Document Type

Conference Paper

Journal/Book Title/Conference

ASEE Annual Conference and Exposition






American Society for Engineering Education

Publication Date



As calls for pedagogical transformation of undergraduate science, technology, engineering, and mathematics (STEM) instruction intensify, the pace of change remains slow. The literature shows that research-based instructional strategies transfer only sporadically into STEM instructional practice. Difficulties associated with implementation and sustainment of instructional change may appear daunting— if not insurmountable—to many STEM change agents and teaching faculty. Subsequently, the path towards systematic and lasting pedagogical transformation in post-secondary STEM stands largely uncharted.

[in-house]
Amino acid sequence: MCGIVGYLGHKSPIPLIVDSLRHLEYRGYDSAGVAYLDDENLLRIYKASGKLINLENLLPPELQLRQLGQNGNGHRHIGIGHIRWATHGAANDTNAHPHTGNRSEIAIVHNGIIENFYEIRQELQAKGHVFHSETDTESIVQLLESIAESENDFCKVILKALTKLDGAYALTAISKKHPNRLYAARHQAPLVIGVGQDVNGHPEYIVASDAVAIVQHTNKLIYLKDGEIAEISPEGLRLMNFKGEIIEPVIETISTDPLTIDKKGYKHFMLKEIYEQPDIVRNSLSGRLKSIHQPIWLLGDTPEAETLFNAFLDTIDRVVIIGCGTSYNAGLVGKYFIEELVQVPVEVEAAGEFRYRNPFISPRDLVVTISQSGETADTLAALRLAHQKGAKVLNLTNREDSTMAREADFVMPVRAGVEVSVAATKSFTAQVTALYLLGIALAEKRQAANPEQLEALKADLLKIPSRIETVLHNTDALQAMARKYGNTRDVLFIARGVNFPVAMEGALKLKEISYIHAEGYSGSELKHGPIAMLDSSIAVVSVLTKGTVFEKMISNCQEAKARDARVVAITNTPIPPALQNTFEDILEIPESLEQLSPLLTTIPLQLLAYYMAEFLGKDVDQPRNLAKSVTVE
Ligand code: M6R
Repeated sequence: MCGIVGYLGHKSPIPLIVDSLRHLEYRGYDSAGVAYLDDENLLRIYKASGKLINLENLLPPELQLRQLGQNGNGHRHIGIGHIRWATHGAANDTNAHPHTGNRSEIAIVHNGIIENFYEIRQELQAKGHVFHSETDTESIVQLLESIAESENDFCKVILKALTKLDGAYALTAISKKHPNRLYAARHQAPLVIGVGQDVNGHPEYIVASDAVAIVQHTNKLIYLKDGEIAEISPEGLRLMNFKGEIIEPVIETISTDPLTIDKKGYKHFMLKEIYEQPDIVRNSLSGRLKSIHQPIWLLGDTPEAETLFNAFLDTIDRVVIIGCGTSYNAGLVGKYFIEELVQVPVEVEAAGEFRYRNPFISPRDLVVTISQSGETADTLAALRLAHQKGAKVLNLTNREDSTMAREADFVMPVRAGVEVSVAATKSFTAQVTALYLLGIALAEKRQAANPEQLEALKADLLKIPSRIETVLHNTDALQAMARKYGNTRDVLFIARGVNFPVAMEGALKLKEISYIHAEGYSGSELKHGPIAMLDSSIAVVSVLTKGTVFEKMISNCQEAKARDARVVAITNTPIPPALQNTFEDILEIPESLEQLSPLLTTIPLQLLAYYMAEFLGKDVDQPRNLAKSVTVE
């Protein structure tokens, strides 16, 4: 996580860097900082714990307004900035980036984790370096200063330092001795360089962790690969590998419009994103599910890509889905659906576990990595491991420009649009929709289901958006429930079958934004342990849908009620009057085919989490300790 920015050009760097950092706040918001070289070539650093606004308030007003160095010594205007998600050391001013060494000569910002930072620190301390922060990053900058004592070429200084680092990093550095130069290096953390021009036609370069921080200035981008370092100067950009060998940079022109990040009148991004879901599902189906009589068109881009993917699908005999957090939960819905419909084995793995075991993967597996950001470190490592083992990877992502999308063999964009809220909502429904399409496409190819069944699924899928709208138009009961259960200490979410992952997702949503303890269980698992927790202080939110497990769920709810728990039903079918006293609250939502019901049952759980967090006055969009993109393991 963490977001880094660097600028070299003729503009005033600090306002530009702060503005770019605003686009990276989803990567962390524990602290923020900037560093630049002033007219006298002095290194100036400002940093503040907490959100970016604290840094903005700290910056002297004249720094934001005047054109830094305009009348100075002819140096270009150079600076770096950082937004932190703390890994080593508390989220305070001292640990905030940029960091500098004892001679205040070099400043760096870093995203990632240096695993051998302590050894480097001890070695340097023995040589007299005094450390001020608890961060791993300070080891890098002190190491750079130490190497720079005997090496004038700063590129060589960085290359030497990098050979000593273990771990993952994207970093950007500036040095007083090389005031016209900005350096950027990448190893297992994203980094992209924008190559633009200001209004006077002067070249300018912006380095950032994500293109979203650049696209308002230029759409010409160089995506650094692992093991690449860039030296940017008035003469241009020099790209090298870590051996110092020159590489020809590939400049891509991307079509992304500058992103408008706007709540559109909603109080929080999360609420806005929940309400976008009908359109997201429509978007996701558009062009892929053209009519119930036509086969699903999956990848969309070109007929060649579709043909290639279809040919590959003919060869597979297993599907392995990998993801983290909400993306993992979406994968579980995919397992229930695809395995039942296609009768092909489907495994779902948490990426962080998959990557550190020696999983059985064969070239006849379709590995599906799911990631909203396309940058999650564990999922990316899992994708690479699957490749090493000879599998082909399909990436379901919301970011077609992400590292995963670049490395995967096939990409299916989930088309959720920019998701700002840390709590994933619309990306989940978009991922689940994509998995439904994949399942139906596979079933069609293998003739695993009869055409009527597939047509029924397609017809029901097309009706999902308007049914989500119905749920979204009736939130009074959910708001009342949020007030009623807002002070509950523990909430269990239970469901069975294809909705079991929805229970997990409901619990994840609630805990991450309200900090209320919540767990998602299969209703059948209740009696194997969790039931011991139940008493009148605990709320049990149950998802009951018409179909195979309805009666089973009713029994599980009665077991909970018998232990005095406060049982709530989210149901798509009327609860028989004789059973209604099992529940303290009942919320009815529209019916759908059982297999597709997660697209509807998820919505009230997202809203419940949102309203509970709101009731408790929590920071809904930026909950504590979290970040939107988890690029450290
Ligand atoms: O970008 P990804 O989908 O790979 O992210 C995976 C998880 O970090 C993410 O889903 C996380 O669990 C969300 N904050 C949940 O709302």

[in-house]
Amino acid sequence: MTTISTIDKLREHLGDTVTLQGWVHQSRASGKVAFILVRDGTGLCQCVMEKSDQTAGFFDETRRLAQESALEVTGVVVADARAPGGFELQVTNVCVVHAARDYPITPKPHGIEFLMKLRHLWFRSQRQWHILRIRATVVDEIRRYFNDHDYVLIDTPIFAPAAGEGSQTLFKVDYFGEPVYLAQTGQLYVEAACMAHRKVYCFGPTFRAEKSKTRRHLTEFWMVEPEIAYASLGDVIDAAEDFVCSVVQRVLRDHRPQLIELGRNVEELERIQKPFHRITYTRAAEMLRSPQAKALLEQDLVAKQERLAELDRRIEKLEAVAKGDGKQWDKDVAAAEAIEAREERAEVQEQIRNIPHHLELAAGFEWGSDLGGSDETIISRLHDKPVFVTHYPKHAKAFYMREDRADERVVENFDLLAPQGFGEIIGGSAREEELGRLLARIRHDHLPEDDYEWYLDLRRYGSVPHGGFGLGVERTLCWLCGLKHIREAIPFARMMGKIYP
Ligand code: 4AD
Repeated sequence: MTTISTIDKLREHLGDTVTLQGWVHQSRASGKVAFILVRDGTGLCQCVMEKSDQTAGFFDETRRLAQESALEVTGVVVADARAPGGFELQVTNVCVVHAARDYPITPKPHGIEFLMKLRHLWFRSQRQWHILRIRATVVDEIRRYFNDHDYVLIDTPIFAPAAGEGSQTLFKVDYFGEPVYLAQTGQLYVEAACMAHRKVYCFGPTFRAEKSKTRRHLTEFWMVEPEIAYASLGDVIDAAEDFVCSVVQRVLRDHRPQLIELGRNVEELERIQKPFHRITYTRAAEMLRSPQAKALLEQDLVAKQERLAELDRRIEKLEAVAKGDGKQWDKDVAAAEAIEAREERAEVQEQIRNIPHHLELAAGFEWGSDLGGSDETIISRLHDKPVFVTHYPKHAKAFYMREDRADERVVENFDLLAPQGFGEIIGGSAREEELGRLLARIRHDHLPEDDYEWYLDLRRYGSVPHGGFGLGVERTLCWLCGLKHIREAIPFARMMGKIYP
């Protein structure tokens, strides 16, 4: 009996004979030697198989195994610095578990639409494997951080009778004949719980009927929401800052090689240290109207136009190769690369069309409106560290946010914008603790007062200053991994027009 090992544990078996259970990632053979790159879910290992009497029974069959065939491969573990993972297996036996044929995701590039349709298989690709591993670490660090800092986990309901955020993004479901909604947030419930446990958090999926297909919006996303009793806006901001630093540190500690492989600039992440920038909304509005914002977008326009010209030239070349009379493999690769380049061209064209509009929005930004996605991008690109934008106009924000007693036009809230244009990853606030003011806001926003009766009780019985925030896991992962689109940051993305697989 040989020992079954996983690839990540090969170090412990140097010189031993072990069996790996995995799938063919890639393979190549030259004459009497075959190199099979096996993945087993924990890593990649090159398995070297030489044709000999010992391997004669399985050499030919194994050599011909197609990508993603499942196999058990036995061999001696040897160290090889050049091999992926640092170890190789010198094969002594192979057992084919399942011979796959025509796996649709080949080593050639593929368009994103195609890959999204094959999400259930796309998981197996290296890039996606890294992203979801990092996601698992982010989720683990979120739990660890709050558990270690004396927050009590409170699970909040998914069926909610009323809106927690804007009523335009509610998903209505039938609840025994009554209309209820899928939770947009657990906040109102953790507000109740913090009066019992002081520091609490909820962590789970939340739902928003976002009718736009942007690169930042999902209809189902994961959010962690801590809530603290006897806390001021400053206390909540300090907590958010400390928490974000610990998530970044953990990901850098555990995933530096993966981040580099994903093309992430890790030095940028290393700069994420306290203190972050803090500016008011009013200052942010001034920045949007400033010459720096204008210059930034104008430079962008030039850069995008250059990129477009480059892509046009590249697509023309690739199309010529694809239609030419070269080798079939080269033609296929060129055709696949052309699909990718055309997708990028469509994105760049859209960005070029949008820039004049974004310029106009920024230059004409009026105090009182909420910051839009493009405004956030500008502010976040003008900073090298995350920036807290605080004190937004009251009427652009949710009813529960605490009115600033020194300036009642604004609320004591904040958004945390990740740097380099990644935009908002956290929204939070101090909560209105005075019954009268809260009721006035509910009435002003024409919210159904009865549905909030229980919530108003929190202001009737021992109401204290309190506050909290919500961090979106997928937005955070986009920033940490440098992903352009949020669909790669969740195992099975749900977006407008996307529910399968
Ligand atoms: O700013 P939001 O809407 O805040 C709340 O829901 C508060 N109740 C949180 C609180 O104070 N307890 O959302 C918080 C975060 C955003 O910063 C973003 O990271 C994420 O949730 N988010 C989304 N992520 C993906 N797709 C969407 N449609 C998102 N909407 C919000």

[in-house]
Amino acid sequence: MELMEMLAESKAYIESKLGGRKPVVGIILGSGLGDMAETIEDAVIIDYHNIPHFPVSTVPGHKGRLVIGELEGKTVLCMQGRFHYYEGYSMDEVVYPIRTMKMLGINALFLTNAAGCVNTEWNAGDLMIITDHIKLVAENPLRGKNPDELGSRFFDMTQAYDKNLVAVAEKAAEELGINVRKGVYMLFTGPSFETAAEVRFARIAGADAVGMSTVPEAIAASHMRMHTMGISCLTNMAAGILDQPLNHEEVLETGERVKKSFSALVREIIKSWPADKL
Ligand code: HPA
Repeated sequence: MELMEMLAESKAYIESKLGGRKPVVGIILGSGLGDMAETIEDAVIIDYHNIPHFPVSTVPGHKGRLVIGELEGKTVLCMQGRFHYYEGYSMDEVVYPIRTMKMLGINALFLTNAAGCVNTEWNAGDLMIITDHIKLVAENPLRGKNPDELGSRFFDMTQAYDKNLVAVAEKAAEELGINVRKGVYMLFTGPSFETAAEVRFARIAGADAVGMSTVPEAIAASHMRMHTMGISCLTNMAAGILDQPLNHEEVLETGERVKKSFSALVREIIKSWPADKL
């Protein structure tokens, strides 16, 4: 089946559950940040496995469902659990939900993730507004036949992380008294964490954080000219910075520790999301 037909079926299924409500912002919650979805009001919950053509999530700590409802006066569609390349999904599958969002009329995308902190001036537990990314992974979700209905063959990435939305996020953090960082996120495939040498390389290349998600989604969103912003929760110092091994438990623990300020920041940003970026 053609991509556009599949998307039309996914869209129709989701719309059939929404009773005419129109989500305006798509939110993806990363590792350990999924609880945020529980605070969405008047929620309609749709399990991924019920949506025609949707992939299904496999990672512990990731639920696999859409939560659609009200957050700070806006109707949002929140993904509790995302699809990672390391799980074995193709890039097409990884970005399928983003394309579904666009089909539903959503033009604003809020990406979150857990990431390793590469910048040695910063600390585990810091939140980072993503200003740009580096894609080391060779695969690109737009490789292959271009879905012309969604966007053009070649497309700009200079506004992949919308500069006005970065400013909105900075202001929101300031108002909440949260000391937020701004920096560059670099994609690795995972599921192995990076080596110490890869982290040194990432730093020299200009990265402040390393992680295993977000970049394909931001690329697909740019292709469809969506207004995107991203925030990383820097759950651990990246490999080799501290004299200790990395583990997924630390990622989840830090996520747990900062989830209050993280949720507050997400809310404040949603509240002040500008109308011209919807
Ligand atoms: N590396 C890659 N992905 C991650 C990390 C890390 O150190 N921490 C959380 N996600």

To understand how challenges faced by STEM educators engaged in pedagogical change may be overcome, this paper uses qualitative inquiry to explore an emergent process of teacher change. The change process took place during implementation of an online innovation within an undergraduate engineering calculus course taught via synchronous broadcast at a mid-size, Western, public university. The instructional innovation required first year calculus students to participate in an asynchronous, online discussion forum for graded credit. Data, consisting of written reflections and transcribed interviews, were gathered from three STEM faculty members who each played a different role in the change process: a mathematics instructor implementing the online forum within his course; an engineering faculty peer-mentor assisting with the implementation of the online forum; and a STEM education faculty member evaluating the implementation and observing the process of change. Situated within the interpretive research paradigm, this study uses exploratory thematic analysis of narrative data to understand the ways in which contextual factors may influence pedagogical change.